Dedication is key for international Eagle Steve Wang

sports; GSA; boys; Searsport; wang; 010517; Eagles; George Stevens Academy; basketball; game; high school; school; sport; team Steven Wang takes the fast break. Photo by Anne Berleant

Steven Wang takes the fast break. Photo by Anne Berleant

BLUE HILL—The George Stevens Academy boys basketball team is on a roll this season, and the Class C State Championship is theirs to lose. One of the untold stories of the team, though, is senior guard Steven Wang, who is a defensive asset off the bench for the undefeated Eagles.

Wang is a foreign transplant from Chongqing, China, and a four-year veteran of the basketball program at George Stevens, first playing JV before joining varsity mid-season last year.

“Joining the team helped me make friends here,” said Wang. “My teammates have been playing together since they were kids, and I just had to jump in. They have all been really great.”

Wang played elementary school basketball, but once he entered middle school his game changed to mostly pick-up ball, as organized basketball did not exist at his school. He stayed active in the game, watching both the NBA and Chinese Basketball Association. The game play of the professional leagues and pick-up basketball were similar for Wang, who grew accustomed to the one-on-one match-ups that style of play fed into. Once he came to the states and began playing at GSA, he said “reality set in.”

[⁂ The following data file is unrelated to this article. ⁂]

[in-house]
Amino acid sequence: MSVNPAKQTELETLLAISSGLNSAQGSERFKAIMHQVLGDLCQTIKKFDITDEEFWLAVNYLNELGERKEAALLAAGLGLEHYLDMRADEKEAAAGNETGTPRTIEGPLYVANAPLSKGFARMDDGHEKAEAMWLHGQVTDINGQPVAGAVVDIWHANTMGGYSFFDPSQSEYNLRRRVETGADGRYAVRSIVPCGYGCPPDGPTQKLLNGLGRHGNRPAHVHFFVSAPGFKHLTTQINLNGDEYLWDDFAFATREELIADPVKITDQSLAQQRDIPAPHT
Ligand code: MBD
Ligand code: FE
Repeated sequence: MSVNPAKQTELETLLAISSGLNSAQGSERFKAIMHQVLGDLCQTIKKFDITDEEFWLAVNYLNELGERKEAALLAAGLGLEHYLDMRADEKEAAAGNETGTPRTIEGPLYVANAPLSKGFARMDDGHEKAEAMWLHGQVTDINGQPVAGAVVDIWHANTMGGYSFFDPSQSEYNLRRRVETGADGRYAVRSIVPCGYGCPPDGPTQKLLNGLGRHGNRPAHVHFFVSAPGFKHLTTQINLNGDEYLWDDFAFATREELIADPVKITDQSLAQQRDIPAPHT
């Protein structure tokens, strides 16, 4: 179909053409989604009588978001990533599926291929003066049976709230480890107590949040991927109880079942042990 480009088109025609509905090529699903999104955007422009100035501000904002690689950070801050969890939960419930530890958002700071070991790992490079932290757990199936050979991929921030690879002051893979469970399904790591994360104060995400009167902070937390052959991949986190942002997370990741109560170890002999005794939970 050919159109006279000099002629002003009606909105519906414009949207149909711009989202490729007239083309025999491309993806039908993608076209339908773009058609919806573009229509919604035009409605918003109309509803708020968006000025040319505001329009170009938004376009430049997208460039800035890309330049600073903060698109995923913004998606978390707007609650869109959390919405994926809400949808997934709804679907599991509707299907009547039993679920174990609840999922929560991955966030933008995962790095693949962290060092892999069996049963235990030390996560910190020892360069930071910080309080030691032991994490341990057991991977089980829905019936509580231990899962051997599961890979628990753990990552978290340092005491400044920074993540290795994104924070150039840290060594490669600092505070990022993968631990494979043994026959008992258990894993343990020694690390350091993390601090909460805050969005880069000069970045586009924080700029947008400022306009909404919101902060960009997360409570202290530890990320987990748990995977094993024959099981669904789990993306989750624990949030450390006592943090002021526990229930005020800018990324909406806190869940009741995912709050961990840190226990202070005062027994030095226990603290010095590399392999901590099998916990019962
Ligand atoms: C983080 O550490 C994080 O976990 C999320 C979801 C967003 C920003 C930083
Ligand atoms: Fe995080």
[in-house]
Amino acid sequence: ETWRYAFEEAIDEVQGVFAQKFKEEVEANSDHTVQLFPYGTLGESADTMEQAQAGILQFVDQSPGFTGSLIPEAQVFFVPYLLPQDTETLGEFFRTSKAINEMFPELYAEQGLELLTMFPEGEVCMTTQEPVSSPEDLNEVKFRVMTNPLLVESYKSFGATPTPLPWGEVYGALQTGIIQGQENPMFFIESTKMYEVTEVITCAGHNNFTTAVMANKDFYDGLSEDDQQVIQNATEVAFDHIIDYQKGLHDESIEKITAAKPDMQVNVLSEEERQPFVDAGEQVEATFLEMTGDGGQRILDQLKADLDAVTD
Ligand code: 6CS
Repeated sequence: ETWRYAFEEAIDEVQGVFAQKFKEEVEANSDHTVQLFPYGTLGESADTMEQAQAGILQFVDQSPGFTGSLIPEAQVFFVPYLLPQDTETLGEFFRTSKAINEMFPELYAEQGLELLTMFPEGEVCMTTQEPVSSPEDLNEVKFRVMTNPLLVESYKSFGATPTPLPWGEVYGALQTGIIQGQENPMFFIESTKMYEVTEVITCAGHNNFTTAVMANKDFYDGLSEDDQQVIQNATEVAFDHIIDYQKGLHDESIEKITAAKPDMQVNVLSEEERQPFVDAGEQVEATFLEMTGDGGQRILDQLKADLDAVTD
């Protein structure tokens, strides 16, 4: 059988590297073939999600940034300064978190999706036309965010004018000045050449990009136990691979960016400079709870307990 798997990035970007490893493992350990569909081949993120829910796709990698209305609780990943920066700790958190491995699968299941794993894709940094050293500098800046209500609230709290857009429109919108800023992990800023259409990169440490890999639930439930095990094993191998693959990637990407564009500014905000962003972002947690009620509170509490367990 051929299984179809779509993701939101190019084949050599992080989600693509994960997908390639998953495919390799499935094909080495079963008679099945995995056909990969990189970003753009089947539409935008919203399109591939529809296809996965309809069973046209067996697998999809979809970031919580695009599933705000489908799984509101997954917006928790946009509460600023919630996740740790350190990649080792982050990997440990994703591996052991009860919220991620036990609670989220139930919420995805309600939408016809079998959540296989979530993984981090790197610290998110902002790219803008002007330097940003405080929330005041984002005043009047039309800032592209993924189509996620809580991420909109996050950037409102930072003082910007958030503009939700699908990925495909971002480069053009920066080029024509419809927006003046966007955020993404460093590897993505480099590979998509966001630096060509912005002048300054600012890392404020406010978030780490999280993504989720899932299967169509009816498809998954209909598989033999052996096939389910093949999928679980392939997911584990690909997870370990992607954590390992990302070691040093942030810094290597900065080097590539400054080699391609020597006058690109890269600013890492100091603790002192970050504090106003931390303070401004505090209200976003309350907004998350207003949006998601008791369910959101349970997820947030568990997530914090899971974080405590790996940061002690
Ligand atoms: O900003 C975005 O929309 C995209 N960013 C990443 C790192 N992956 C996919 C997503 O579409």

“When they [foreign students] think of basketball, they see the NBA and they think that’s what the game is,” said GSA head coach Dwayne Carter. “I think once they’re acclimated they understand what we have to do, and that we have to do it as a team. Steven has really become a team player, because he’s been so dedicated to the process.”

Wang proved his dedication to his team this year, as he stayed at school during the winter break to make sure he did not miss a single practice or game. Because of scheduling, Carter had to make the difficult decision to mandate that varsity players had to stay during break, despite empathizing with players like Wang who do not get to see their families throughout the year.

“It was a huge sacrifice,” said Carter. “I’m really proud of him for making the choice to stay. Not everyone in his position would have done that.”

For Wang, though, the choice was an easy one.

“If you love basketball, it’s not a tough decision.”
—Steven Wang, on not going home for the holidays

Off the court, Wang said that being a part of the team has helped him understand the culture of the area.

“In Maine, it’s woods, trucks, lobsters and lobstermen,” he said, and traveling anywhere requires substantial driving time.

“I remember the first time we went to Walmart, I was like ‘so we have to drive half an hour?’ Driving to games, a lot of where we go is far away, but I have gotten used to [it].”

The highlight of his George Stevens basketball career was being part of the 2016 state championship team, Wang said. “That’s how I want to end senior year, with another championship.”

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